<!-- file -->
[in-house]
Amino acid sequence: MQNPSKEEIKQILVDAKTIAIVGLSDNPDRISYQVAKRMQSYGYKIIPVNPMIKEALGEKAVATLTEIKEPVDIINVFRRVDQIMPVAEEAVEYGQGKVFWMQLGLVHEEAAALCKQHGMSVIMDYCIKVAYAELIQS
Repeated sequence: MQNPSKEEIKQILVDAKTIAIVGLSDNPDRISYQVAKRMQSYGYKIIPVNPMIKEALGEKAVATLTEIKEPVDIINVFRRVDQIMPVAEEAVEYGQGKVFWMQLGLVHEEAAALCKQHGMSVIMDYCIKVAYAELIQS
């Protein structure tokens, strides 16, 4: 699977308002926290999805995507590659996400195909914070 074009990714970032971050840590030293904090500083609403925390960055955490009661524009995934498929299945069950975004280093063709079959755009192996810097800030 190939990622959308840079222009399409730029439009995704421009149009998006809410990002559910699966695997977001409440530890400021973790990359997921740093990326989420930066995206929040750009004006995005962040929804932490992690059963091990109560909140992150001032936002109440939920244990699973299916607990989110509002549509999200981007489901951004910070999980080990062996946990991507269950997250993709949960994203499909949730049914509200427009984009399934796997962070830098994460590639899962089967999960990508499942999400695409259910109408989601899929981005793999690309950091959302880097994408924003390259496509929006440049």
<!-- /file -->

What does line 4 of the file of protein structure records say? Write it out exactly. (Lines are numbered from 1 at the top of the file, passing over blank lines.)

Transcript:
């Protein structure tokens, strides 16, 4: 699977308002926290999805995507590659996400195909914070 074009990714970032971050840590030293904090500083609403925390960055955490009661524009995934498929299945069950975004280093063709079959755009192996810097800030 190939990622959308840079222009399409730029439009995704421009149009998006809410990002559910699966695997977001409440530890400021973790990359997921740093990326989420930066995206929040750009004006995005962040929804932490992690059963091990109560909140992150001032936002109440939920244990699973299916607990989110509002549509999200981007489901951004910070999980080990062996946990991507269950997250993709949960994203499909949730049914509200427009984009399934796997962070830098994460590639899962089967999960990508499942999400695409259910109408989601899929981005793999690309950091959302880097994408924003390259496509929006440049």